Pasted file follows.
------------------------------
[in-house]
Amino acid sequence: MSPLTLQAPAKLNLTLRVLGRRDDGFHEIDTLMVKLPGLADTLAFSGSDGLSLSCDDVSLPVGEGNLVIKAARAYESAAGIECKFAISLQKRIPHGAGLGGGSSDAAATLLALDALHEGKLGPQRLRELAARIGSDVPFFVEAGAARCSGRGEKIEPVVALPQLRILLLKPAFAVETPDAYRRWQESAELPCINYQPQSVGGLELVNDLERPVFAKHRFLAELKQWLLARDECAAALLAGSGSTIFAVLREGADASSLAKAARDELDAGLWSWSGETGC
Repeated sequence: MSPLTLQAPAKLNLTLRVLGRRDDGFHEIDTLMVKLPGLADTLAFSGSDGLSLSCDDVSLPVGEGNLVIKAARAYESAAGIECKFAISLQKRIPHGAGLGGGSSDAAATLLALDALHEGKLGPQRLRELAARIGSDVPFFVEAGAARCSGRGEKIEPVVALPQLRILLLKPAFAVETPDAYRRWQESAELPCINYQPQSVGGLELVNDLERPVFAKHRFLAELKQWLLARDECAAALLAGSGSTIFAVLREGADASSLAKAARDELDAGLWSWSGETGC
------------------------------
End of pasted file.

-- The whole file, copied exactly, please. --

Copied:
[in-house]
Amino acid sequence: MSPLTLQAPAKLNLTLRVLGRRDDGFHEIDTLMVKLPGLADTLAFSGSDGLSLSCDDVSLPVGEGNLVIKAARAYESAAGIECKFAISLQKRIPHGAGLGGGSSDAAATLLALDALHEGKLGPQRLRELAARIGSDVPFFVEAGAARCSGRGEKIEPVVALPQLRILLLKPAFAVETPDAYRRWQESAELPCINYQPQSVGGLELVNDLERPVFAKHRFLAELKQWLLARDECAAALLAGSGSTIFAVLREGADASSLAKAARDELDAGLWSWSGETGC
Repeated sequence: MSPLTLQAPAKLNLTLRVLGRRDDGFHEIDTLMVKLPGLADTLAFSGSDGLSLSCDDVSLPVGEGNLVIKAARAYESAAGIECKFAISLQKRIPHGAGLGGGSSDAAATLLALDALHEGKLGPQRLRELAARIGSDVPFFVEAGAARCSGRGEKIEPVVALPQLRILLLKPAFAVETPDAYRRWQESAELPCINYQPQSVGGLELVNDLERPVFAKHRFLAELKQWLLARDECAAALLAGSGSTIFAVLREGADASSLAKAARDELDAGLWSWSGETGC